The cultural appropriation of the keffiyeh

I’ve never been sorry that I left education at 17, armed with nothing but my raw talent and splendid rack. The conformity and unworldliness which you need to have if you want to basically stay at school till you’re 21 are things I despise students for – and haven’t these character traits had a lovely

Advent calendars are becoming offensively showy

Each year in the charity shop where I volunteer, the Christmas cards arrive in August; by September, they must be on the shelves. We’re a small shop and space is precious; shoes and bags which would make us a healthy profit are swept aside for half-hearted etchings of mardy robins. But at least it’s in

Sam Smith, please put it away

Undressing. Getting one’s kit off, whether for the lads or the ladies, depending on one’s bent. Disrobing, divesting, denuding. Slipping into something more comfortable. Giving one an eyeful. Getting ‘em off. Once we put away childish things and cease frolicking as nature intended, stripping off becomes a whole new ballgame. In our newly found state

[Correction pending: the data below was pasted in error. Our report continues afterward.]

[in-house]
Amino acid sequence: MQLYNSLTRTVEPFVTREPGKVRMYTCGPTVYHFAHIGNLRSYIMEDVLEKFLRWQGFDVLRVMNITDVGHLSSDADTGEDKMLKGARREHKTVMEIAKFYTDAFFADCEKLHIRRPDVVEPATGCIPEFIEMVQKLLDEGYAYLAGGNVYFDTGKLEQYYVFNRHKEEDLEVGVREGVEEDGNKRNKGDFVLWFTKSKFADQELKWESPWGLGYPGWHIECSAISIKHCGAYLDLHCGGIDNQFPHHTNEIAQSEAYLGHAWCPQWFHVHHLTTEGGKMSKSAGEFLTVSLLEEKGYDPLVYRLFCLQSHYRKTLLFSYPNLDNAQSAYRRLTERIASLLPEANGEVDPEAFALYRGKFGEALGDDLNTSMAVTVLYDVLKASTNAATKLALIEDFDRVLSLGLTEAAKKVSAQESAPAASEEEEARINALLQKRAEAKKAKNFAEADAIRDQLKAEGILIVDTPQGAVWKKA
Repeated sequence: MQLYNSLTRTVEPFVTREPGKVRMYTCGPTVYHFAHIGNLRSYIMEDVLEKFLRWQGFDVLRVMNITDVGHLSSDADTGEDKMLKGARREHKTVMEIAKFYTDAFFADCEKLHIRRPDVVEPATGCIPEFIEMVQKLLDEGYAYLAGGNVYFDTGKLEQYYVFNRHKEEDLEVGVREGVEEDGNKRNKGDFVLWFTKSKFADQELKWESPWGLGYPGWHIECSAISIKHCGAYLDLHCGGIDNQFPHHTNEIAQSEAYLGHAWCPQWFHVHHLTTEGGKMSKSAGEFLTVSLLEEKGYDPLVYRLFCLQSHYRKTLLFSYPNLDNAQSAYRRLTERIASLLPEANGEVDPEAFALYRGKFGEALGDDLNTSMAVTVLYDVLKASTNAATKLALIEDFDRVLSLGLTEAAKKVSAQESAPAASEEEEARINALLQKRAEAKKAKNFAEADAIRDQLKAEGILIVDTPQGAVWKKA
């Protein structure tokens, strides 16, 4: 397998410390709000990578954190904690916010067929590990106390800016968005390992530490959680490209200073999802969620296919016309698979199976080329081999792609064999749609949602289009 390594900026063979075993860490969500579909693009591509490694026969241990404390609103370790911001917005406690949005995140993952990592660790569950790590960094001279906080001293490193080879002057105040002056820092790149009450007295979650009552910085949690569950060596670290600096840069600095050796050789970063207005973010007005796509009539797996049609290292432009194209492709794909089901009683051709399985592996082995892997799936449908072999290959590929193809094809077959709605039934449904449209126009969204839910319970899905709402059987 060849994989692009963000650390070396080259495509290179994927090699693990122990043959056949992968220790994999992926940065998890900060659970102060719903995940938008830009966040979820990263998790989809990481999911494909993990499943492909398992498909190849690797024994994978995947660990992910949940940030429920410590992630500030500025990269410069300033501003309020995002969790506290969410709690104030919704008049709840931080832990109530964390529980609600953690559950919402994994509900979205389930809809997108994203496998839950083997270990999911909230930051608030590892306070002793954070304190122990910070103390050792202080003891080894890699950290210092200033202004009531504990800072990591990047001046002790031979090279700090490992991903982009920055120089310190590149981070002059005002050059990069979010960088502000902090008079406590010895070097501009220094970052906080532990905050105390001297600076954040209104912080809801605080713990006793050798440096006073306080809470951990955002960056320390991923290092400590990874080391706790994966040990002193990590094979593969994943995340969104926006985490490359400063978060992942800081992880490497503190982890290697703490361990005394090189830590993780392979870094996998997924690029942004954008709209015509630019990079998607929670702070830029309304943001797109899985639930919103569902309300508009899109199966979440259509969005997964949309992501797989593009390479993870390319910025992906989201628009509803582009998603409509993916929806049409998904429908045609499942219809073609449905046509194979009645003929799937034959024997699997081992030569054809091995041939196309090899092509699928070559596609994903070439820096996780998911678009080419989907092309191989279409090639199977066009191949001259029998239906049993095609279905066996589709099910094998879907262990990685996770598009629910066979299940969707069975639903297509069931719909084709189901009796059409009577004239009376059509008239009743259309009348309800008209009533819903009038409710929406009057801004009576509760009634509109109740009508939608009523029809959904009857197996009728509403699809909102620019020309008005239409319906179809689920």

Dave Courtney and the grotty reality of true crime

The death of the gangster Dave Courtney – found in his bed with a gunshot wound at the age of 64 – has once more brought to the fore the odd fascination with ‘gangsters’ which certain strange sorts harbour. Call me dirty-minded, but as with the ever-growing fascination with ‘true crime’, I can’t help thinking

Why are so many young people anti-Semitic?

The surest way to work up a crusade in favour of some good cause is to promise people they will have a chance of maltreating someone. To be able to destroy with good conscience, to be able to behave badly and call your bad behaviour ‘righteous indignation’ – this is the height of psychological luxury,

The many, many faces of Keir Starmer

Is nomenclature destiny? If Keir Starmer had not been named for Keir Hardie, the founding father of the Labour party, but rather had his middle name ‘Rodney’ as his first, would he have still gone for the job as Labour leader? Might he have continued rather in the highly remunerative law career which made him

Helen Mirren is perfect to play Golda Meir